Under ideal conditions, counseling is provided on a one-to-one basis and each case is dealt with on its own merit. Counseling also involves providing facilities that respond to the physical and emotional needs of the affected individuals and their loved ones. In Africa, AIDS counselors began to be trained in 1988; the needs of the society far exceed the number of counselors available. Much of the counseling that is provided is done by individuals who have no training. In many instances it amounts to informing an individual that he or she is infected with the AIDS virus; the healthcare provider is faced with the ethical question of whether to withhold information about the illness because there are no facilities to cater to individual needs.
Even where conditions are adequate and counseling facilities are available, confidentiality is a major issue because some of the trained counselors are not ethically bound to keep confidentiality. In particular, confidentiality is lacking in Africa for individuals diagnosed with AIDS. Counselors, however, are not the only healthcare providers ignoring confidentiality. Information regarding AIDS diagnosis often is leaked by hospital laboratory and other care staff.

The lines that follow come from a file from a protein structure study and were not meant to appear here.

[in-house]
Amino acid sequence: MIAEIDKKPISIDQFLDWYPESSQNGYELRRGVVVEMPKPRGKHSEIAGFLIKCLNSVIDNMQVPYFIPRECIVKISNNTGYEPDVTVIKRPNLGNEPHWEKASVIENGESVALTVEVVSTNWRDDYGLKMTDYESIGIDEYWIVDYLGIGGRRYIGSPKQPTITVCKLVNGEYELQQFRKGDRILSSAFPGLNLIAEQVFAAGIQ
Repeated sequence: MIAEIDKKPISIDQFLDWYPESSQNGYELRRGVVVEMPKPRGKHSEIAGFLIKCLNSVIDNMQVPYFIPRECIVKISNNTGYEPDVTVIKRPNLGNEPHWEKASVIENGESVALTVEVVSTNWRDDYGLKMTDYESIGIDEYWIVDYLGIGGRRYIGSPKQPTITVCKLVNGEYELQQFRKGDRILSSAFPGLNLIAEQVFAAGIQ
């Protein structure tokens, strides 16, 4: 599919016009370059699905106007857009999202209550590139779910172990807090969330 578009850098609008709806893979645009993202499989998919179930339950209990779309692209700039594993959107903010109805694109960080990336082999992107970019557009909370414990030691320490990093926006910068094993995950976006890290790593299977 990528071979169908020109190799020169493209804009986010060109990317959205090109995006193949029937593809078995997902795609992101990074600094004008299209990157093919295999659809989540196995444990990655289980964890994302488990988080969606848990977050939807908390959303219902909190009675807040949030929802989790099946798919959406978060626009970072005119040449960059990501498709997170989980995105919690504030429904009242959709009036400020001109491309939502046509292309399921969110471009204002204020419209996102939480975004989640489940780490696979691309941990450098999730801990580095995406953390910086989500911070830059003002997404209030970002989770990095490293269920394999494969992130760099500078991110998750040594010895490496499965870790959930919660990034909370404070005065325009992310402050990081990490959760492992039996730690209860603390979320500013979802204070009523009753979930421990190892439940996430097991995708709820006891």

Care for those with AIDS and drug therapy are two additional areas of major ethical concern. In many African settings the diagnosis of AIDS results in patient neglect because of the stigma attached to the disease. AIDS is a stigmatized disease in Africa mainly because the earliest information linked it to homosexuality, which is regarded as antisocial behavior in many parts of Africa. After it was ascertained that AIDS was being transmitted primarily by heterosexual contact, the homosexual stigma of AIDS lessened; but then AIDS became further stigmatized because of the rapid spread among heterosexuals by means of multiple sex partners and increased promiscuity. AIDS educational programs also had the inappropriate but true message that death is the final outcome. For these reasons, AIDS has had a negative impact on social interactions. Many people fear to be associated with a person with AIDS. This fear is evident even among professionals. Nurses have been a little more ethical in their approach to care of AIDS patients than physicians, perhaps because the nurses' increased contact with the patients makes them more sympathetic to the patients' plight.